by Max Brantley
That's almost 80 percent both ways. These election questions amount to continuation, actually a reduction of .3 mills, in a 3.3-mill property tax that has been in effect for years. It would have expired without reauthorization at this election. The city proposed the tax at a special election to avoid the larger numbers that vote at a general election so as to target likely tax supporters. There was scant organized opposition, though criticism came of a City Board plan to distribute the money equally throughout the city, despite the greater needs in some poorer parts of town,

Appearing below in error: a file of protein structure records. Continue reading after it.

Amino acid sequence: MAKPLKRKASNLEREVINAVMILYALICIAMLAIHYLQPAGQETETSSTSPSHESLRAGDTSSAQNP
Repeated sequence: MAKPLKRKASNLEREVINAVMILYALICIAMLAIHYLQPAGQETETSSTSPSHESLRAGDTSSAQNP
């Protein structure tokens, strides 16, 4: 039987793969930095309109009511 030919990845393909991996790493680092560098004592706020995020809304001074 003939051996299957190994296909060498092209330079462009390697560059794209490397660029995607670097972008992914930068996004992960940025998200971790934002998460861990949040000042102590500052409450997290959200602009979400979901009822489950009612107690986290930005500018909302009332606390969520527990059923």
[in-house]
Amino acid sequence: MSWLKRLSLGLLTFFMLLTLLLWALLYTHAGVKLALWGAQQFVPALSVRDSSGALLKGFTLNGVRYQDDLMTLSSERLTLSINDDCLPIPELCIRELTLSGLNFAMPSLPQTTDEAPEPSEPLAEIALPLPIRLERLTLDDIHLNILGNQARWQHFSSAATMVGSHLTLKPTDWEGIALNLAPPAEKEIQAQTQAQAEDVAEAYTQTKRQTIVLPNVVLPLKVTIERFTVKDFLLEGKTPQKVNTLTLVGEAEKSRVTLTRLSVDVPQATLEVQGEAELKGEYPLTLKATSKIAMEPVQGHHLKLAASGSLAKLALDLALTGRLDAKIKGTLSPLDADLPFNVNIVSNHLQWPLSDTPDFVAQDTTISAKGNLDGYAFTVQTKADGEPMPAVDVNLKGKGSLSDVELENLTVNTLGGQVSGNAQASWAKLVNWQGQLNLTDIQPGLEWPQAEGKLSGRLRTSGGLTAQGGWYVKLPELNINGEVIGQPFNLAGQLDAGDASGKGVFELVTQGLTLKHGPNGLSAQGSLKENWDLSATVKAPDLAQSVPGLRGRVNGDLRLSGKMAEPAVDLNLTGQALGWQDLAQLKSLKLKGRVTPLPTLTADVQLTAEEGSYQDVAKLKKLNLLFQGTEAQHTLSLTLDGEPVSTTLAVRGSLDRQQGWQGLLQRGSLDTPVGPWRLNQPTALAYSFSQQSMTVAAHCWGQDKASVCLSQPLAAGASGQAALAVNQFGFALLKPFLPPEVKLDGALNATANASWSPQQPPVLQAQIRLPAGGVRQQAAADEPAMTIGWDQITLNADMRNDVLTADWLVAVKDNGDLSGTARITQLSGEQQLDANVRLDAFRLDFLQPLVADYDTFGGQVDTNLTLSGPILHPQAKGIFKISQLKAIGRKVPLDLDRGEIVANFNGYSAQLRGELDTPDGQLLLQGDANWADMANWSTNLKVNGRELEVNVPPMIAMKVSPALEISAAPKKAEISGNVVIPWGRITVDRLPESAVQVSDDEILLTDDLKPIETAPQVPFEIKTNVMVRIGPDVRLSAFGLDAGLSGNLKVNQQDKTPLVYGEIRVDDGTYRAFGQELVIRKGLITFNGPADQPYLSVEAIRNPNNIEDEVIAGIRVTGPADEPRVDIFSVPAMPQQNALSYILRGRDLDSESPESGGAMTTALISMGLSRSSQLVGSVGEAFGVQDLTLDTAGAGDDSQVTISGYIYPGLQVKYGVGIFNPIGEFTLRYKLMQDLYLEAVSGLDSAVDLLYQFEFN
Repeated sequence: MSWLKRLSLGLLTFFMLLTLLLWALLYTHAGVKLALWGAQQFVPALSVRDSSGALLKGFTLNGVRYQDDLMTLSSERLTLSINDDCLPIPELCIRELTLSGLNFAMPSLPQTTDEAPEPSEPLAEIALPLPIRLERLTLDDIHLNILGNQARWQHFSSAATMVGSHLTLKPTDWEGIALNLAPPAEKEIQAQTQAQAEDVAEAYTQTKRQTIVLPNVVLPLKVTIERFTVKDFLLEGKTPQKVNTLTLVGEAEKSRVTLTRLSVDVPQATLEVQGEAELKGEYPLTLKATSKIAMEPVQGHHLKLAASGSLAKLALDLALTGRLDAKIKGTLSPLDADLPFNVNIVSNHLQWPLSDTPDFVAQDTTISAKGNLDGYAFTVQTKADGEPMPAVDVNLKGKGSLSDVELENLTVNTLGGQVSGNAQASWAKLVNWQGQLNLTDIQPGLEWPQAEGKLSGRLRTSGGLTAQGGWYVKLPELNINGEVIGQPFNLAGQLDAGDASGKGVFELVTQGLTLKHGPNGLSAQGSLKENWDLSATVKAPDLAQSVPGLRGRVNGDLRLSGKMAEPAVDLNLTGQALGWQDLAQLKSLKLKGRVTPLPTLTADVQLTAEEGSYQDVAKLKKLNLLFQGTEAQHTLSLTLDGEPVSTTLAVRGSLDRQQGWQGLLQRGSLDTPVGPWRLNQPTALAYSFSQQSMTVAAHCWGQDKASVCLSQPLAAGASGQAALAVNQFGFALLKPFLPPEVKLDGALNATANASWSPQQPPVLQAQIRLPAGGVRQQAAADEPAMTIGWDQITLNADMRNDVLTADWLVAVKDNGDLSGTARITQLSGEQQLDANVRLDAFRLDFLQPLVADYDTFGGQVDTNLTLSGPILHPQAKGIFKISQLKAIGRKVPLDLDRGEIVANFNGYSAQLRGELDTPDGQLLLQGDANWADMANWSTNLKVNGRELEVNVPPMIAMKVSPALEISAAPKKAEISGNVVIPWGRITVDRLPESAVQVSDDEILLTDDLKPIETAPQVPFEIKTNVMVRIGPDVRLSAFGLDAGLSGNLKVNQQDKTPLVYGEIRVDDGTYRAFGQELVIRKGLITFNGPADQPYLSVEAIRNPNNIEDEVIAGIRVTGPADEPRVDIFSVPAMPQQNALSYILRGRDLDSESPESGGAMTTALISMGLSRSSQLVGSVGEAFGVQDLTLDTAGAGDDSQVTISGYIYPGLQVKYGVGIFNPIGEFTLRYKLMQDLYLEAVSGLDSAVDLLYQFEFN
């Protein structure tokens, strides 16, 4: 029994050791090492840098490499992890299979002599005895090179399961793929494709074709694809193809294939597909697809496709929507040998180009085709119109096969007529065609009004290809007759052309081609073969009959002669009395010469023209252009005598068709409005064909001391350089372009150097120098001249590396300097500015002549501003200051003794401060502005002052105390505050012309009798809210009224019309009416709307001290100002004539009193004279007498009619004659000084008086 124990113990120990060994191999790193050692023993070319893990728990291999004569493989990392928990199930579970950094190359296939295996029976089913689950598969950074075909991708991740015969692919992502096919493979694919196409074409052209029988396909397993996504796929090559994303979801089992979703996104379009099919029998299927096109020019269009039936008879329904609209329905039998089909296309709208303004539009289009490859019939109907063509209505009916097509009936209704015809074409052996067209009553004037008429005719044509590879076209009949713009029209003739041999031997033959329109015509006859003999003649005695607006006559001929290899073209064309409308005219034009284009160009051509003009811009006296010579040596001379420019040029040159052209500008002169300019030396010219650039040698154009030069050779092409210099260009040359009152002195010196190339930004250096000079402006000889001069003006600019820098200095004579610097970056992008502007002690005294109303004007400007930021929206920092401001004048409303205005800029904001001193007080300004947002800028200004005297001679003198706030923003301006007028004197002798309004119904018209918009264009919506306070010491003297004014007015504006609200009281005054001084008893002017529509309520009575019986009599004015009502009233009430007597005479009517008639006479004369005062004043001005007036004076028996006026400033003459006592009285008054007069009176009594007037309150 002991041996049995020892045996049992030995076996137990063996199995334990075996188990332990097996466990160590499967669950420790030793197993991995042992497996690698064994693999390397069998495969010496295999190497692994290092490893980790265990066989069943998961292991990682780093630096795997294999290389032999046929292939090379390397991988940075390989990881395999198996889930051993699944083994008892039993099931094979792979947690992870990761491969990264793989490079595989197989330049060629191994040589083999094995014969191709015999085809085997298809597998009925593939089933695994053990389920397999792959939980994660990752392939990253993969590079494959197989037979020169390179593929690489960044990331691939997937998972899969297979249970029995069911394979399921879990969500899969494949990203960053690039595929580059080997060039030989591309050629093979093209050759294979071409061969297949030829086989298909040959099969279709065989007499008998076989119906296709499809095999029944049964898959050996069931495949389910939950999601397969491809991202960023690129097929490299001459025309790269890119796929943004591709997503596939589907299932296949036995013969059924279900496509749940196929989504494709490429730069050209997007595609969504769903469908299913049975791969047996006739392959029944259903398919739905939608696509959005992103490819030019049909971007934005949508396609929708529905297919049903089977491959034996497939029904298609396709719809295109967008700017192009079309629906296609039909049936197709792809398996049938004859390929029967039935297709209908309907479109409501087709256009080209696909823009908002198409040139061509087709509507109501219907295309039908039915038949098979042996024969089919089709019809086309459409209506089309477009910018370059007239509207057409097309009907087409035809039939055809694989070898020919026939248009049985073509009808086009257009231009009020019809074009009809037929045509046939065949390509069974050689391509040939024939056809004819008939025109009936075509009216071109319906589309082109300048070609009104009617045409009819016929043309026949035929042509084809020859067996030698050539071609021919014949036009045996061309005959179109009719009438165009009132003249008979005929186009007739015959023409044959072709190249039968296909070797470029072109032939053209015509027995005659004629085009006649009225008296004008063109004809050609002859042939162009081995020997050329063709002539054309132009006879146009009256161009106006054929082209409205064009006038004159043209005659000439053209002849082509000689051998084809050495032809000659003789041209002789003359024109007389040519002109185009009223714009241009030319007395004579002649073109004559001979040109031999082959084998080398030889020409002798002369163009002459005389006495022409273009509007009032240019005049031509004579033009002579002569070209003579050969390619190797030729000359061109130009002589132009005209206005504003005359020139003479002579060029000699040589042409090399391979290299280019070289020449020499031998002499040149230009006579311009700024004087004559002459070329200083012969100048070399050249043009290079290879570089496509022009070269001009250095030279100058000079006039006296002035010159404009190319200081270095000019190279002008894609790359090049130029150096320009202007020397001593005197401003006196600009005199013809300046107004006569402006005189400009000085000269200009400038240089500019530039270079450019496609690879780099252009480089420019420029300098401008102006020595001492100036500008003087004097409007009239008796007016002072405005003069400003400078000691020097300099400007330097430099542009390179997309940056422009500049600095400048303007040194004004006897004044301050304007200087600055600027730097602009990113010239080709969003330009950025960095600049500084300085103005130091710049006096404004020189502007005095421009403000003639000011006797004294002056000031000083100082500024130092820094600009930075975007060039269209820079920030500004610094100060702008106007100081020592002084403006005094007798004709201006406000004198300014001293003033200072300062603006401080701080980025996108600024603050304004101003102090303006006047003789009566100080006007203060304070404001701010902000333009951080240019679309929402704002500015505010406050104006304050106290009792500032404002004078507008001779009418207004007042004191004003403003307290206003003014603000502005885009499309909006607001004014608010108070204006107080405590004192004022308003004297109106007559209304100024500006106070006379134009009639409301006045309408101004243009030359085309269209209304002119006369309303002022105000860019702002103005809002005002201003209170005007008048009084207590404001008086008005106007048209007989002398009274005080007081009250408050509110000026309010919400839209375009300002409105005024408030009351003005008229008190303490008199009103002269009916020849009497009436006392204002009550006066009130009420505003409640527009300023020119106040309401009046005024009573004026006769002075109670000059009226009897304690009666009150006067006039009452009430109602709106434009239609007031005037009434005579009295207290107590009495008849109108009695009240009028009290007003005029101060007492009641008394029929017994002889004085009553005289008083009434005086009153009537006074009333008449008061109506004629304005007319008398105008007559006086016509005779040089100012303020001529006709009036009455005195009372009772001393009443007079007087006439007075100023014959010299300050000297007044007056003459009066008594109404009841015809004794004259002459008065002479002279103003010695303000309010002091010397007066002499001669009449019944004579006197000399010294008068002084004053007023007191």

Given the low turnout citywide, it is hard to believe that election day voting will reverse the trend in the early voting, but I'll try to check in if something weird happens.
An ad hoc committee, Keep Building Little Rock's Future, funded by business contributions paid for a campaign chaired by all but City Directors Ken Richardson and Erma Hendrix.
UPDATE: With 44 of 70 precincts reporting plus early and absentees at 9 p.m., the approval rating remains at 78 percent. I don't think I'll stay up for the conclusion. Follow it at votepulaski.net